Wairþan — ain waurd bruk

Let’s look at this very used and useful Gothic word. Its meaning is pretty clear. From corresponding words in Latin and Sanskrit, we get the meaning to turn, and in analogy with the English word, wairþan is used in expressions like “turn into X”. It is still used in many Germanic languages in one form or another. For example Svensk Etymologisk Ordbok mentioned that the Scanian expression ʋuren (how something turns out relative to expectations) is a form of the perfect participle.

Common uses are:
1. to become

Ïbai jah jus wileiþ þamma siponjos wairþan? — John 9:27.
If even you want his disciples to become(?)

blindai ussaiƕand, jah haltai gaggand — Matthew 11:5.
blind see, and lame walk
Great, but how do we say leprous encleanify? We don’t. Like in English we rewrite it with a helping verb — namely wairþan:
blindai ussaiƕand, jah haltai gaggand, þrutsfillai hrainjai wairþand

2. to describe stochastic outcomes, mainly nature

Wegs mikils warþ ïn marein, swaswe þata skip gahuliþ wairþan fram wegim — Matthew 8:24.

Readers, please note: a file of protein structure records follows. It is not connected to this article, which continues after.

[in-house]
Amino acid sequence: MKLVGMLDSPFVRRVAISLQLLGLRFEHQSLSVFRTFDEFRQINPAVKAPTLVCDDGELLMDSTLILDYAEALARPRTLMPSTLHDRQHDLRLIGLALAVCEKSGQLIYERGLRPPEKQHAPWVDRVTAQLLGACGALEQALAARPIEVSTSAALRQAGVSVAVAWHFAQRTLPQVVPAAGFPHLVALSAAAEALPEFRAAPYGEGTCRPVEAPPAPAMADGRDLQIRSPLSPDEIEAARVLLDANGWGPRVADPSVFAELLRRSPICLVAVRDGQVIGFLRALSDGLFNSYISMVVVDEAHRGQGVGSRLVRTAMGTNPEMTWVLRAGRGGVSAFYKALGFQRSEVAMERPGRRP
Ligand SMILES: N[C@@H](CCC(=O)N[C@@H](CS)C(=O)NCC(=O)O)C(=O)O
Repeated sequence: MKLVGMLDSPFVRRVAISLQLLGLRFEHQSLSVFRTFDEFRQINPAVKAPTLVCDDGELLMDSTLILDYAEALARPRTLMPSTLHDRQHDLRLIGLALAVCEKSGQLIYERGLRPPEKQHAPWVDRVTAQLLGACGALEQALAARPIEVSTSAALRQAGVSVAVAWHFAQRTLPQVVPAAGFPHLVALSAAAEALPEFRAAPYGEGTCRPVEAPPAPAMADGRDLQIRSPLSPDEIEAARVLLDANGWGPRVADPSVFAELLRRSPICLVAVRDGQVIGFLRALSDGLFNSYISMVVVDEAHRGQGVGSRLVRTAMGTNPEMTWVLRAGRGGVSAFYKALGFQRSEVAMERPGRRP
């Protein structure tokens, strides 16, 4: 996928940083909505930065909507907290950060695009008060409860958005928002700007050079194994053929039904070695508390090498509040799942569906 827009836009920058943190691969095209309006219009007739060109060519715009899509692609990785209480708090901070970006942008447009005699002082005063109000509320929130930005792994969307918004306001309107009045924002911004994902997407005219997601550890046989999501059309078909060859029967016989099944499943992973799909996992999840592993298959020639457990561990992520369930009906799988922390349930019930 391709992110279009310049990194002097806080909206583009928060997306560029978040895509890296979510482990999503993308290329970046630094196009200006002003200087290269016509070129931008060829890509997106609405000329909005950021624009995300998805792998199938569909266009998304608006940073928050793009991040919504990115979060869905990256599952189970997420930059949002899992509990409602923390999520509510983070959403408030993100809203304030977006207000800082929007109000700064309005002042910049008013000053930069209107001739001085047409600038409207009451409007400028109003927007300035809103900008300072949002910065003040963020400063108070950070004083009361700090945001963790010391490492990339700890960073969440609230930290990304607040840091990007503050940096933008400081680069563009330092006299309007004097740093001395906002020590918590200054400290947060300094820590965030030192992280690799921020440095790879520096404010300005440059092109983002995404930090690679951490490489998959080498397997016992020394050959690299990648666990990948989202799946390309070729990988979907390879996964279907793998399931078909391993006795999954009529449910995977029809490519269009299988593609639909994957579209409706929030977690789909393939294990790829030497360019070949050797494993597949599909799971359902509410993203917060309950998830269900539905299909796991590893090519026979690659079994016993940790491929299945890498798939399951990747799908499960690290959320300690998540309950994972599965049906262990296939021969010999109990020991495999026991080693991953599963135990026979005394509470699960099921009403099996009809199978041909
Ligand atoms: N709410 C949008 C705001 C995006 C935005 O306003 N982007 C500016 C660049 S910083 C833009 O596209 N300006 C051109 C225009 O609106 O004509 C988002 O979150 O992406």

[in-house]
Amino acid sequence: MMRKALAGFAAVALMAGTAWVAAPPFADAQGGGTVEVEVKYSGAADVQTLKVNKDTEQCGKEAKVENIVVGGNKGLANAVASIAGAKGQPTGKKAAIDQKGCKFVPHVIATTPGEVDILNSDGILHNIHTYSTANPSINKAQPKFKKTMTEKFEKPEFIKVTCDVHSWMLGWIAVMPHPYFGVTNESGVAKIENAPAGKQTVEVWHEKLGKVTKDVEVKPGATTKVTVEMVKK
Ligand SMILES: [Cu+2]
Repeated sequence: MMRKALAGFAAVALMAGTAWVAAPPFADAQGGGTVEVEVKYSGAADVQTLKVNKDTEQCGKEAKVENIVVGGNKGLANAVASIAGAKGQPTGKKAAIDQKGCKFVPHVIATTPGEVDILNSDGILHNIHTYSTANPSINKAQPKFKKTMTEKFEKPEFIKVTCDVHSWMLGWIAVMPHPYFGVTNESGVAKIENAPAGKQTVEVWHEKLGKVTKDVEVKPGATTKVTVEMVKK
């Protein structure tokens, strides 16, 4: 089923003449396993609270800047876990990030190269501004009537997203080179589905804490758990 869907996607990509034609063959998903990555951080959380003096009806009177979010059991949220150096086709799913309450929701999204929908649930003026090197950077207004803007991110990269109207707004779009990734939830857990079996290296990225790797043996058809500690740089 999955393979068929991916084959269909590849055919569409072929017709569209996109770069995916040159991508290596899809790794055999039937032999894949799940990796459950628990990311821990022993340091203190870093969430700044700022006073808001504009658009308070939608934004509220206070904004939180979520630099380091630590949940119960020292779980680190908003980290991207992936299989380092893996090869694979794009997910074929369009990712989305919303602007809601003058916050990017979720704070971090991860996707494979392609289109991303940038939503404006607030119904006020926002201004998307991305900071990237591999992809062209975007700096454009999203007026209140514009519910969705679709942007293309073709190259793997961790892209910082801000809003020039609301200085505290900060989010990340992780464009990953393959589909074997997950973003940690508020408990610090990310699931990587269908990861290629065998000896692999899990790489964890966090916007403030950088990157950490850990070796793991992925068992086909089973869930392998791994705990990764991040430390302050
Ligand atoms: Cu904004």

Wave high there was at sea, so the ship covered to be(come) by waves

Another example of this use is the fixed expression warþ þan which is very useful for story telling. It occurs 15 times in the gospels:

Ref W&H R&P SyP Sinaitic palimp.
Matthew 7:28 και εγενετο και εγενετο ܘܗܘܐ ܕܟܕ ܘܟܕ
Luke 1:8 εγενετο δε εγενετο δε ܗܘܐ ܗܘܐ ܕܝܢ ܗܘܐ ܗܘܐ ܕܝܢ
Luke 1:11 omit omit omit omit
Luke 2:1 εγενετο δε εγενετο δε ܗܘܐ ܕܝܢ ܘܗܘܐ
Luke 2:6 εγενετο δε εγενετο δε ܘܗܘܐ ܕܟܕ ܘܟܕ
Luke 3:21 εγενετο δε εγενετο δε ܗܘܐ ܕܝܢ ܘܟܕ
Luke 6:6 εγενετο δε εγενετο δε ܗܘܐ ܕܝܢ non ext.
Luke 8:22 εγενετο δε και εγενετο ܗܘܐ ܕܝܢ ܘܗܘܐ
Luke 8:40 εν δε εγενετο δε omit ܘܟܕ
Luke 9:37 εγενετο δε εγενετο δε ܘܗܘܐ ܘܟܗܘ
Luke 9:51 εγενετο δε εγενετο δε ܘܗܘܐ ܕܟܕ ܘܟܕ
Luke 9:57 και εγενετο δε ܘܟܕ ܘܟܕ
Luke 16:22 εγενετο δε εγενετο δε ܗܘܐ ܕܝܢ ܘܗܘܐ
Luke 18:35 εγενετο δε εγενετο δε ܘܟܕ ܘܟܕ
(John 10:22) εγενετο τοτε εγενετο δε ܗܘܐ ܕܝܢ ܘܗܘܐ ܗܘܐ

The table shows the text of Wescott&Hort’s Alexandrian Greek edition, Robinson & Pierpont’s Byzantine Greek edition, the Eastern Classical Syriac Peshitta and the Old Classical Syriac Sinaitic Palimpsest respectively, in the places where the Gothic version has warþ þan.

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